STATUS OF CAPACITY-BUILDING ACTIVITIES: On Monday, delegates in WG II considered UNEP/CBD/BS/COP-MOP/6/7/ and 7/Add.1 on the status of capacity building and the comprehensive review of the capacity-building action plan. Many parties supported regional capacity-building initiatives, while Uganda and Brazil called for support to address national capacity needs. The EU, with others, called for continued coordination between donors and recipient parties. Japan, New Zealand and Mexico called for continuous development of skills and advancement of e-learning. Bolivia called for shifting responsibility for capacity building on LMOs to parties and stakeholders responsible for their development.
On Thursday, Ecuador and Guatemala suggested forwarding to the budget group the text on GEF support for parties to implement the Framework and Action Plan for Capacity Building. On inviting donor countries, agencies and organizations to provide capacity support on biosafety issues, the EU urged this be subject to the availability of funds.
COP/MOP Decision: In the decision (UNEP/CBD/BS/COP-MOP/6/L.7), the COP/MOP takes note of the report of the independent evaluation and the working document prepared by the Executive Secretary to facilitate the comprehensive review and possible revision of the Action Plan for Building Capacities for the Effective Implementation of the Protocol; adopts and decides to review the new Framework and Action Plan for Capacity Building in conjunction with the mid-term review of the Strategic Plan of the Protocol; and requests the Executive Secretary to raise awareness of the above Framework and Action Plan and encourage regional stakeholders and donors to play a greater role in supporting its implementation by parties.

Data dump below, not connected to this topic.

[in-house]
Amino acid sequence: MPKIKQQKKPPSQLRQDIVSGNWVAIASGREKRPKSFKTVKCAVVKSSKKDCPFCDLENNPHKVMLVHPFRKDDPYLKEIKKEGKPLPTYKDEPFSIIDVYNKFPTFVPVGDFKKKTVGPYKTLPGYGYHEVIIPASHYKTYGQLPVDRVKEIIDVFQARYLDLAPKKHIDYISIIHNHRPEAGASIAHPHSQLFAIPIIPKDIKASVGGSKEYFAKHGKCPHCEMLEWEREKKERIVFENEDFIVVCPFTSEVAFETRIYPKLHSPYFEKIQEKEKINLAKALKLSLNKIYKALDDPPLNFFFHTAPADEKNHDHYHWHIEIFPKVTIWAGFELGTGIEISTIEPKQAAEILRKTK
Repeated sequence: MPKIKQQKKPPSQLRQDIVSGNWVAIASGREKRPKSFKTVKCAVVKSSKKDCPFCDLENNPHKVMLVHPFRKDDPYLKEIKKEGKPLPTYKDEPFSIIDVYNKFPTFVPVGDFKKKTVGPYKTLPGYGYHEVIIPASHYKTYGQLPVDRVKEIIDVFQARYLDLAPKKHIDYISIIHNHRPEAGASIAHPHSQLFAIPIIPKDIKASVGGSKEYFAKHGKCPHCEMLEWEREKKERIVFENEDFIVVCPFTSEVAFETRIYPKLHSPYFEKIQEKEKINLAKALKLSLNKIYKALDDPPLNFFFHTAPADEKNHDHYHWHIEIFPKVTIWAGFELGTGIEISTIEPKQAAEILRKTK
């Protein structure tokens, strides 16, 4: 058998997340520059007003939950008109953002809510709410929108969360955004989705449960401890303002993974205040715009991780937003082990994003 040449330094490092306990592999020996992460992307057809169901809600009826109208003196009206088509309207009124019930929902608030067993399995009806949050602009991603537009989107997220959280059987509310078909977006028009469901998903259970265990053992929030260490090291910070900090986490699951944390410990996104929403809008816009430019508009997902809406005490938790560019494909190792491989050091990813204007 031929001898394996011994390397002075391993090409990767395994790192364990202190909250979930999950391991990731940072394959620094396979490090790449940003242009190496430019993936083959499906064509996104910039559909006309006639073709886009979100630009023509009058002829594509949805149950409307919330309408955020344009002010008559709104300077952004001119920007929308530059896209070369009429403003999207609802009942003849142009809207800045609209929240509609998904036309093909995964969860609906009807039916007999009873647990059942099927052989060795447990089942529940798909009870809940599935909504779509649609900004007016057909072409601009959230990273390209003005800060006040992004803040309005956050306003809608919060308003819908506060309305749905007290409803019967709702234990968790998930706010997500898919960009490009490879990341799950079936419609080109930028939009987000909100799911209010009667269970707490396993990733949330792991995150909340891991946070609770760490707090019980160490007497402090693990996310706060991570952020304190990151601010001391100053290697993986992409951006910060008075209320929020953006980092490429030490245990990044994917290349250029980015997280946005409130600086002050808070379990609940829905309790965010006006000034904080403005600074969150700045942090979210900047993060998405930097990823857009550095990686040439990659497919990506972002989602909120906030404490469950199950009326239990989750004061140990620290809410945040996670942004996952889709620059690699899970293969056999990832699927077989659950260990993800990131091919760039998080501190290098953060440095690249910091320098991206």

The COP/MOP further invites:
- parties, other governments, and relevant organizations to implement the Framework and Action Plan for capacity building and to share their experiences through the BCH;
- developed country parties and donors and relevant organizations to take into account the Framework and Action Plan in providing financial and technical support to developing countries, in particular the least developed and small island developing states and countries with economies in transition; and
- the GEF to provide financial support to eligible parties to implement the Framework and Action Plan for Capacity Building.